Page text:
A waterlogged coon and possum in the two interior traps. I released them and loaded the two traps on the truck, for relocation along the pasture fence line. It was now about 11:15. The rain was tapering a bit. The next trap was the larger one, the one of greatest hope maybe, at least somehow I had felt so all along, the one we had set behind the sheds and outbuildings of the southern-most house of the pasture route - if she was using it. Slipping and sliding, I approached the slight rise in the field that prevented an open view to where it sat. It was foggy, the light gray and low. The three pine treetops behind the old sheds gauzy and obscure. I was praying as never I had before - as the landscape fell away to the trap 150 yards ahead - straining to find it in the mist. When after a few yards more, I did, the moment was so emotionally explosive and cataclysmic, it was absolutely heart-stopping! In it, too distant yet to distinguish clearly, was what appeared a small, impressionistic smudge of white, but I knew in my heart, in that joyous moment, it was EDIE!!! I've been fortunate enough to have a number of "happiest" moments in my life, but never before one so overpoweringly soulful and completing as that one. I'm a grown man, and I broke down. The more as I neared the trap, spinning and skidding, and before me loomed the miracle moment of certainly that all had prayed for, that this nightmare of all nightmares had at last drawn to end.
I had thought that if we were fortunate enough to catch her, in her semi-wild state she might be fighting the trap. She wasn't, rather sitting there calmly, not shying or shrinking from the truck. Amazing.
Oh, but when I opened the door, stepped out, and spoke softly to her, "This nightmare is over, Girl, we're going home " . . . she recognized me instantly, wriggling, bouncing, tail going mile - a -minute, over-joyed. I felt like falling to my knees, giving thanks as never I had before, for the veritable miracle it was. I dared not try to take her out of the trap there, so I wrestled it on the back of the truck - she was barking happily by then - called Loretta, through tears said, "I've got her , Retta, we're coming home." Then, I guess, we all cried together, the three of us.
When I drove in home, Loretta, of course, was waiting in the drive at the barn. And Edie immediately went crazy with joy at the sight of her. It was heart-rending. I carefully slipped the snap on her collar (she was still wearing it) through the wire before opening the trap door, and she made the journey to the front door with Loretta holding tight to the lead, and me holding her even more tightly in my arms. Releasing her only after we got her inside.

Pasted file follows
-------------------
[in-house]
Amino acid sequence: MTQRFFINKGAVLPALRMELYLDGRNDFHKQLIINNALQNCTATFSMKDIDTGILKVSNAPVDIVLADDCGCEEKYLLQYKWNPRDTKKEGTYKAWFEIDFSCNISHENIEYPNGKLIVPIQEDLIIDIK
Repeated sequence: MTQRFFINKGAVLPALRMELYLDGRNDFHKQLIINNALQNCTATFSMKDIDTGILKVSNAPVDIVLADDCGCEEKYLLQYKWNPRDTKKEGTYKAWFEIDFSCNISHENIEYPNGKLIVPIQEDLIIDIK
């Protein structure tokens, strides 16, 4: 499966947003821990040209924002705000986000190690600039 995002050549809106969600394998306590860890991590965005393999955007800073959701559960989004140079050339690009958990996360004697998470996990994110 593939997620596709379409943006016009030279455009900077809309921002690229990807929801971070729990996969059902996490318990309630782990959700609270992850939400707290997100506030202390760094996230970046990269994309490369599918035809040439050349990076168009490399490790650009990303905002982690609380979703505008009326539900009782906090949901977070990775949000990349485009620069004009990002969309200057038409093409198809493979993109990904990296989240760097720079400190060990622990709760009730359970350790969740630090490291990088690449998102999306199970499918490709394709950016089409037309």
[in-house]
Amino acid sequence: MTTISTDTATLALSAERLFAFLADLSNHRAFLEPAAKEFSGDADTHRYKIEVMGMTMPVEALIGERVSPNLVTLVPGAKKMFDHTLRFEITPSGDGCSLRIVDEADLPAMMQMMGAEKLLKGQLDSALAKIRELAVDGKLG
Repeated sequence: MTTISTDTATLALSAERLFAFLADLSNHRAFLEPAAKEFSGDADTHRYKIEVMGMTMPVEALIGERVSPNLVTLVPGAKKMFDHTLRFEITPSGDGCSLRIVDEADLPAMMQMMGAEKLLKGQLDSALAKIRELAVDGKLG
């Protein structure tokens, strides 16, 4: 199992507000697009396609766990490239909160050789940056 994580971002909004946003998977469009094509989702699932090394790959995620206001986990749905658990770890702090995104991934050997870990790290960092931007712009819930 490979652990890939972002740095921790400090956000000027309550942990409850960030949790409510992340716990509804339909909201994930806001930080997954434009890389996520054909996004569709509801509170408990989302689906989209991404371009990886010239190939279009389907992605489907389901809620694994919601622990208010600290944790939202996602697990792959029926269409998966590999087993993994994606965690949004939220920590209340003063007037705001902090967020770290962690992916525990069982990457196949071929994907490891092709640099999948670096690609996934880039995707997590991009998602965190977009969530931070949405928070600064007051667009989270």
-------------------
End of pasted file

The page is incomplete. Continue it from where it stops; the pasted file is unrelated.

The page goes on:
Not surprisingly, she had lost about a third of her body weight, but perhaps the most amazing thing of all, considering that she had had to revert to literally wild to survive, was that almost from the instant she reached home, and the house, she was completely Edie again, in all her wonderful little ways. Though it did take about a week of rest and pampered nourishment, and all the Kraft cheese slices and spaghetti we could lavish on her, before she started playing with me like the feisty JR she is again.
So, do you believe in miracles? Hallelujah and Amen!
As I left shortly afterward to go pick up the last two traps, Edie now almost disbelievingly and safely at home, the clouds were breaking, and in a glorious moment, after many days of gloom, the sun broke brightly through. All around, Spring was breaking, greening, trees abud, from every puddle the peepers happily calling. All the little wonderful songs of birth and renewal. I love Spring, but until then there had been no joy in it. Now, with the renaissance, the second chance I had prayed for every hour for fifteen days. My Lord.
Tomorrow: A Final Post: Aftermath and Afterthought, and an Eternal Thank You